Which Is The Worst Decision In History Ever Made By A Person?



How about the greatest single decision that could have ended up as the worst single decision in history ever made by a person?

Vasily Arkhipov. The man who was solely responsible for preventing nuclear war in 1962. The three officers on board the diesel-powered and nuclear armed B-59 sub had to agree unanimously to launch the nuclear torpedo. Conditions due to the Kennedy administration’s blockade began to take a toll upon the crew members. Diesel subs can get incredibly hot over extended periods of time, the batteries failed and the air conditioning stopped, and the lack of fresh air from increased carbon dioxide levels means delirious crew members. Eventually two officers, Captain Savitsky, and the political officer Ivan Semonovich Maslennikov got sick of waiting due to thinking WWIII had already begun and decided to go through with the launch. But Arkhipov was second in command and his position as flotilla commander meant they also needed his approval to launch it. If he wasn’t a flotilla commander it wouldn’t have been needed gain his approval even as second in command. Vasily disagreed and all three actually got into a physical confrontation, fighting over command of the torpedo. Eventually they agreed with Vasily and had brought the sub to surface. Needless to say, they faced criticism and were disgraceful to their superiors who would have rather saw them go down with their ship than be captured by the enemy.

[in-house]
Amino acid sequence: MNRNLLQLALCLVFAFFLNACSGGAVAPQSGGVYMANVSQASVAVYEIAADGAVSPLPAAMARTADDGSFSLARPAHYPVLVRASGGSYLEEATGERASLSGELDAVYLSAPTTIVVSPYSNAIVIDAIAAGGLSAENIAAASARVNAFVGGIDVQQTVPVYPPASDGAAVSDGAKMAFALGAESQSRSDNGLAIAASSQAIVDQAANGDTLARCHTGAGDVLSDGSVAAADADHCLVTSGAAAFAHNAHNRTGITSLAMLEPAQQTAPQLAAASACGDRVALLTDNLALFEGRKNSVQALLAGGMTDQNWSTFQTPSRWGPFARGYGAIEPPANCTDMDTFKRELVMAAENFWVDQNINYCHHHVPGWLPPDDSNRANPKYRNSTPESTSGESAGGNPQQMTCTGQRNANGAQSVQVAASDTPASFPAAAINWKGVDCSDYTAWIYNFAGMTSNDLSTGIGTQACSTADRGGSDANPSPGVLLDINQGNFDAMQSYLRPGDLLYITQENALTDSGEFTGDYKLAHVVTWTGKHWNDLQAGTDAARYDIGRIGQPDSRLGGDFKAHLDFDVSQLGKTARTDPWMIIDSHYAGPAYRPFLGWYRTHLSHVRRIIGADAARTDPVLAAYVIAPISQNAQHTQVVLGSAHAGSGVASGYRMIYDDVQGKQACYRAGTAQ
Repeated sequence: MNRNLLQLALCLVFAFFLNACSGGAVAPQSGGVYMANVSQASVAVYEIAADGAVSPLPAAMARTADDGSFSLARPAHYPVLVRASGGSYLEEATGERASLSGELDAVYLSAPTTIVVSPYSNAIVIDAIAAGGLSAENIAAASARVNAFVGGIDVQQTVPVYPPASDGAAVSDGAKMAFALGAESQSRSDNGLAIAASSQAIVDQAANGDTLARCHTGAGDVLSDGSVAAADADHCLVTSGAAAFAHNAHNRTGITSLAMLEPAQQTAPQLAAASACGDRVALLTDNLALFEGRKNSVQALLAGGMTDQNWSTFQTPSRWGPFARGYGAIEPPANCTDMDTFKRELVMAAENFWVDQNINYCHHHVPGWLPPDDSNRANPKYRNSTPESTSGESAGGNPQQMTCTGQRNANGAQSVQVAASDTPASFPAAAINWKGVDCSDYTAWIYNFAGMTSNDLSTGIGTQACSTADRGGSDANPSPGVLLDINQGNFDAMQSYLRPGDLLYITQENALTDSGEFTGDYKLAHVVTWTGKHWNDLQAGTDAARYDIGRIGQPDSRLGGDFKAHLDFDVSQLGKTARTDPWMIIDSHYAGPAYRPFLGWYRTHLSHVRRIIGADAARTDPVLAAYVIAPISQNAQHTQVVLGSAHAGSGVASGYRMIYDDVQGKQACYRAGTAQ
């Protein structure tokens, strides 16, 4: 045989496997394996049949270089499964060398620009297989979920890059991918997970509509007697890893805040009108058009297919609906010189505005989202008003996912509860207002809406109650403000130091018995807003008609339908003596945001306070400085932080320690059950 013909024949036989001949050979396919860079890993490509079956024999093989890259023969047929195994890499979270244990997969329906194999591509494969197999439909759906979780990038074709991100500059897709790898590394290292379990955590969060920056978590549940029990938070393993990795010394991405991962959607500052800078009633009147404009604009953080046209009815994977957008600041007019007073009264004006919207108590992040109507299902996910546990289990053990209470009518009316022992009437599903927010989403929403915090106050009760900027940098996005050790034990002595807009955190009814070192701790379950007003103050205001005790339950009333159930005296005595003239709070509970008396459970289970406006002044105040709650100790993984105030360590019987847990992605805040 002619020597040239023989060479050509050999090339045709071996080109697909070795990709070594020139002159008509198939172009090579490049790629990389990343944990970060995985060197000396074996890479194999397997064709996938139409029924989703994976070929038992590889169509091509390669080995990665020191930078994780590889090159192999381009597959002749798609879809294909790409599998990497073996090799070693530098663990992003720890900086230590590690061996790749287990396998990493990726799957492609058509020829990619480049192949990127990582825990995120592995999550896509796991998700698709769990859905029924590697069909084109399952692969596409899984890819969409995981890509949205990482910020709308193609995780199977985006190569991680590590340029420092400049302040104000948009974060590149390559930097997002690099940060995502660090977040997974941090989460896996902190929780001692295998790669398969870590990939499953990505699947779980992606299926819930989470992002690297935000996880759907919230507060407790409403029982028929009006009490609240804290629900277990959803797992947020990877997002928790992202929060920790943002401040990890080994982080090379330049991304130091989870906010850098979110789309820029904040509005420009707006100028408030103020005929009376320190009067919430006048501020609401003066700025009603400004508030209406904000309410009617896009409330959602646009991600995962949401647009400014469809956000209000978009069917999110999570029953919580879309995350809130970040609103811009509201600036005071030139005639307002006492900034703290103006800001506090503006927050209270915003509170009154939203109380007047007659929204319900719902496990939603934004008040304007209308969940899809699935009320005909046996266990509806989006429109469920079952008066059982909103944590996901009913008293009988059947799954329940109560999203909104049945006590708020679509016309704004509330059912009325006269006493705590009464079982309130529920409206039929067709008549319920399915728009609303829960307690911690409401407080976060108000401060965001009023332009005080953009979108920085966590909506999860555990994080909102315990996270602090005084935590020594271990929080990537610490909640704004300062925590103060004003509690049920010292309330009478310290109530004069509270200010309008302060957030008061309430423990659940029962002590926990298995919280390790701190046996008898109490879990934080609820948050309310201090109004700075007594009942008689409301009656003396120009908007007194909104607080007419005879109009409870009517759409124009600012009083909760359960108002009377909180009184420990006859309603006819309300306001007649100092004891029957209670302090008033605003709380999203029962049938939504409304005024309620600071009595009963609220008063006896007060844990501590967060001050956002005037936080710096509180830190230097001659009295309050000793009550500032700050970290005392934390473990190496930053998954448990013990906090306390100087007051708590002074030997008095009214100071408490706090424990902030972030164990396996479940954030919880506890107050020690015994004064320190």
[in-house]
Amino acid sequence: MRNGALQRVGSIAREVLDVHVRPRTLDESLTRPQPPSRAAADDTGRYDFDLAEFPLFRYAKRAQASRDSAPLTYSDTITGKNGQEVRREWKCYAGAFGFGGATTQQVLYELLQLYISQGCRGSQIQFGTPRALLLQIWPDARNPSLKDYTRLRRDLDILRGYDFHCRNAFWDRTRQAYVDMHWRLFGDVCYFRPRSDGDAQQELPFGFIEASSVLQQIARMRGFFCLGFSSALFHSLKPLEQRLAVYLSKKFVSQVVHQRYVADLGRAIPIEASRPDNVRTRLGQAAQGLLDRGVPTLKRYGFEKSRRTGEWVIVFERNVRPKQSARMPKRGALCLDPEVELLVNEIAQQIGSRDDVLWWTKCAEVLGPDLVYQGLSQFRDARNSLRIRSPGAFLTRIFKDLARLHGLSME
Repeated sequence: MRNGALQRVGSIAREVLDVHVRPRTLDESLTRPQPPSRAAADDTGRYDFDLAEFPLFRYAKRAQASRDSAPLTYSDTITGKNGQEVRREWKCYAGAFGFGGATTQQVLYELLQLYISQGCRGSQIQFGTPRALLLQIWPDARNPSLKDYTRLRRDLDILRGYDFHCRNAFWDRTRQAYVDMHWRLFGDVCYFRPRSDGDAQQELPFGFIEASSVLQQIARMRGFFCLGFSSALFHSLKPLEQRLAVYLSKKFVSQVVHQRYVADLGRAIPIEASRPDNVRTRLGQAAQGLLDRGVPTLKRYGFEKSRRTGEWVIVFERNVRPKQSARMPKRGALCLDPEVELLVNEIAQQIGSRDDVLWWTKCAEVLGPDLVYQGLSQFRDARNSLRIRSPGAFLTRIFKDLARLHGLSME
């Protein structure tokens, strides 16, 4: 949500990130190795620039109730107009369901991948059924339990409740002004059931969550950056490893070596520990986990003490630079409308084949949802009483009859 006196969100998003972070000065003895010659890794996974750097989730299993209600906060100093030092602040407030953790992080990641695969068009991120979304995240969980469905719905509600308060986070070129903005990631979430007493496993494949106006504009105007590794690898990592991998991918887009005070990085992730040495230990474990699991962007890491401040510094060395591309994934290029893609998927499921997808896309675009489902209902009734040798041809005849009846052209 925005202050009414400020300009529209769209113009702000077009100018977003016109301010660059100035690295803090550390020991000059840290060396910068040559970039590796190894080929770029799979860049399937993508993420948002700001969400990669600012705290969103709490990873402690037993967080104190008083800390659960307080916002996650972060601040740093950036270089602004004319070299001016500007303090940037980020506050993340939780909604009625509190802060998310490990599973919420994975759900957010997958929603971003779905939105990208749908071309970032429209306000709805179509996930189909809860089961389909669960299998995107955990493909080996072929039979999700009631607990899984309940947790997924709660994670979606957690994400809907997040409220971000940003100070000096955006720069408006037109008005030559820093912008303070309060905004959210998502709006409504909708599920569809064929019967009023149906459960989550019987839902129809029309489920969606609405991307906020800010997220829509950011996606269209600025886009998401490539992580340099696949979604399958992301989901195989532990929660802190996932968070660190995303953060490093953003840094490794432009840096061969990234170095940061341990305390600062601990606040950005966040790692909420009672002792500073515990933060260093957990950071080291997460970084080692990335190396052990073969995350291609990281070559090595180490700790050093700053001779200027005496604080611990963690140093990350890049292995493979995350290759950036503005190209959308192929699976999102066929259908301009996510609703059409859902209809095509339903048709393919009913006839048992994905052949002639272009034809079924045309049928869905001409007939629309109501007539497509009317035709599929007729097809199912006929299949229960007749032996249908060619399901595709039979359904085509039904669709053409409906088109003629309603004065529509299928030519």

According to Wikipedia: ”Each captain was required to present a report of events during the mission to the Soviet defense minister, Andrei Grechko. Grechko was infuriated with the crew’s failure to follow the strict orders of secrecy after finding out they had been discovered by the Americans. One officer even noted Grechko’s reaction, stating “upon learning that it was the diesel submarines that went to Cuba, removed his glasses and hit them against the table in fury, breaking them into small pieces and abruptly leaving the room after that.”

It’s safe to say that there’s an almost unanimous amount of agreement over the importance of Arkhipov’s decision. Everyone from Chomsky, to McNamara have agreed that this was the defining moment of whether or not we would prevail as a species. This was it. The test. The launch of the torpedo would have meant the nuclear destruction of the blockade above, and thus the invasion of Cuba and the launching of the NATO nukes in Turkey and other European countries. Meaning the missiles in Cuba which were operational at this point, would have decimated all the major cities on the Eastern seaboard, and the major cities in the Midwest.

Arthur M. Schlesinger Jr., an advisor for the John F. Kennedy administration and a historian, has stated, “This was not only the most dangerous moment of the Cold War. It was the most dangerous moment in human history.”



Hmm, here are a few candidates:

Hitler/Napoleon (for attacking Russia)

Dyatlov for various things he decided at Chernobyl (but there are so many Versions of that it’s hard to say who was most responsible)

Whoever ordered Pearl Harbor (for ordering the attack)

Licencing Thalidomide for use against morning sickness (killed about 40% of the unborn babies and had horrendous effects on many of the rest)